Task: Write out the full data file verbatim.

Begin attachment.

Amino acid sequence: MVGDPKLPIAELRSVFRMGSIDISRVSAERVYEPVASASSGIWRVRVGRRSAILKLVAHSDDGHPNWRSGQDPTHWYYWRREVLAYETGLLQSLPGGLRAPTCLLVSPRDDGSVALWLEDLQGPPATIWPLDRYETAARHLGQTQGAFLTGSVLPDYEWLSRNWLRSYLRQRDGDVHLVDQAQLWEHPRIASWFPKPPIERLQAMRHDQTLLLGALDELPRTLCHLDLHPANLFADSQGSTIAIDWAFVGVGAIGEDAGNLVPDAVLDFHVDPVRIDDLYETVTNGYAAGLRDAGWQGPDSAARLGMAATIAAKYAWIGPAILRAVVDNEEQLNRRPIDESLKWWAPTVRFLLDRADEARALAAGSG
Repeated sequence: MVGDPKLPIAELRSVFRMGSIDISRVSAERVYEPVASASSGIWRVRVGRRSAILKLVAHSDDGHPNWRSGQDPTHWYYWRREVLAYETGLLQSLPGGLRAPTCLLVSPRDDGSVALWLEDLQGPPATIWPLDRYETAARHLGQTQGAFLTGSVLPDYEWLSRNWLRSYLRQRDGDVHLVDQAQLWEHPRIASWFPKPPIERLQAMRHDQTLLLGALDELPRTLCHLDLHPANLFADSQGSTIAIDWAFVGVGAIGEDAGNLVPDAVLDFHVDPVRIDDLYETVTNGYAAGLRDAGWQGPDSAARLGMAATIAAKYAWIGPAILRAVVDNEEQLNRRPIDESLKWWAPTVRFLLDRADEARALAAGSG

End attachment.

Amino acid sequence: MVGDPKLPIAELRSVFRMGSIDISRVSAERVYEPVASASSGIWRVRVGRRSAILKLVAHSDDGHPNWRSGQDPTHWYYWRREVLAYETGLLQSLPGGLRAPTCLLVSPRDDGSVALWLEDLQGPPATIWPLDRYETAARHLGQTQGAFLTGSVLPDYEWLSRNWLRSYLRQRDGDVHLVDQAQLWEHPRIASWFPKPPIERLQAMRHDQTLLLGALDELPRTLCHLDLHPANLFADSQGSTIAIDWAFVGVGAIGEDAGNLVPDAVLDFHVDPVRIDDLYETVTNGYAAGLRDAGWQGPDSAARLGMAATIAAKYAWIGPAILRAVVDNEEQLNRRPIDESLKWWAPTVRFLLDRADEARALAAGSG
Repeated sequence: MVGDPKLPIAELRSVFRMGSIDISRVSAERVYEPVASASSGIWRVRVGRRSAILKLVAHSDDGHPNWRSGQDPTHWYYWRREVLAYETGLLQSLPGGLRAPTCLLVSPRDDGSVALWLEDLQGPPATIWPLDRYETAARHLGQTQGAFLTGSVLPDYEWLSRNWLRSYLRQRDGDVHLVDQAQLWEHPRIASWFPKPPIERLQAMRHDQTLLLGALDELPRTLCHLDLHPANLFADSQGSTIAIDWAFVGVGAIGEDAGNLVPDAVLDFHVDPVRIDDLYETVTNGYAAGLRDAGWQGPDSAARLGMAATIAAKYAWIGPAILRAVVDNEEQLNRRPIDESLKWWAPTVRFLLDRADEARALAAGSG